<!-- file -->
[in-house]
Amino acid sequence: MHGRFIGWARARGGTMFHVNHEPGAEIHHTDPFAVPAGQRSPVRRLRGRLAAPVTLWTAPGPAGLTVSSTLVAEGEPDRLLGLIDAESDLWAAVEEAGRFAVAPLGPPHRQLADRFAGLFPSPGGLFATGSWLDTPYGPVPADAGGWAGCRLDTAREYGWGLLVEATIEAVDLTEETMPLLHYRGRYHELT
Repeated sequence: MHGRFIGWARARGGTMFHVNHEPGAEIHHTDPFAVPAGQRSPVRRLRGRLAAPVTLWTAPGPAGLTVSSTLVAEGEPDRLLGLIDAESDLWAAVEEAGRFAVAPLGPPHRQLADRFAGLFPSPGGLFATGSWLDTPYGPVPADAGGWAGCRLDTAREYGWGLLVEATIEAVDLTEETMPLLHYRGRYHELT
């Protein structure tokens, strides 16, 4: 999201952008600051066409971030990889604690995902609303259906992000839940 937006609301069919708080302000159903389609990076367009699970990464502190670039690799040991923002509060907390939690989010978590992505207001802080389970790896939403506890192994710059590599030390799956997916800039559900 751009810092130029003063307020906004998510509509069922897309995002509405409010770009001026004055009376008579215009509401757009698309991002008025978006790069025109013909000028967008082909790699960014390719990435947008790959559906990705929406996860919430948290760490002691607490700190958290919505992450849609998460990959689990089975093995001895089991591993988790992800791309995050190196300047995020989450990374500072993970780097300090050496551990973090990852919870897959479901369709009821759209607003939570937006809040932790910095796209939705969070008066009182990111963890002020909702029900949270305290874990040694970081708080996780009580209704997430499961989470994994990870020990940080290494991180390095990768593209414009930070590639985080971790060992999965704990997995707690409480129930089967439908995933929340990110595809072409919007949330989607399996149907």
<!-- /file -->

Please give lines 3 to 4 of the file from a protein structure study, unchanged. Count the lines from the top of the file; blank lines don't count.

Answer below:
Repeated sequence: MHGRFIGWARARGGTMFHVNHEPGAEIHHTDPFAVPAGQRSPVRRLRGRLAAPVTLWTAPGPAGLTVSSTLVAEGEPDRLLGLIDAESDLWAAVEEAGRFAVAPLGPPHRQLADRFAGLFPSPGGLFATGSWLDTPYGPVPADAGGWAGCRLDTAREYGWGLLVEATIEAVDLTEETMPLLHYRGRYHELT
């Protein structure tokens, strides 16, 4: 999201952008600051066409971030990889604690995902609303259906992000839940 937006609301069919708080302000159903389609990076367009699970990464502190670039690799040991923002509060907390939690989010978590992505207001802080389970790896939403506890192994710059590599030390799956997916800039559900 751009810092130029003063307020906004998510509509069922897309995002509405409010770009001026004055009376008579215009509401757009698309991002008025978006790069025109013909000028967008082909790699960014390719990435947008790959559906990705929406996860919430948290760490002691607490700190958290919505992450849609998460990959689990089975093995001895089991591993988790992800791309995050190196300047995020989450990374500072993970780097300090050496551990973090990852919870897959479901369709009821759209607003939570937006809040932790910095796209939705969070008066009182990111963890002020909702029900949270305290874990040694970081708080996780009580209704997430499961989470994994990870020990940080290494991180390095990768593209414009930070590639985080971790060992999965704990997995707690409480129930089967439908995933929340990110595809072409919007949330989607399996149907």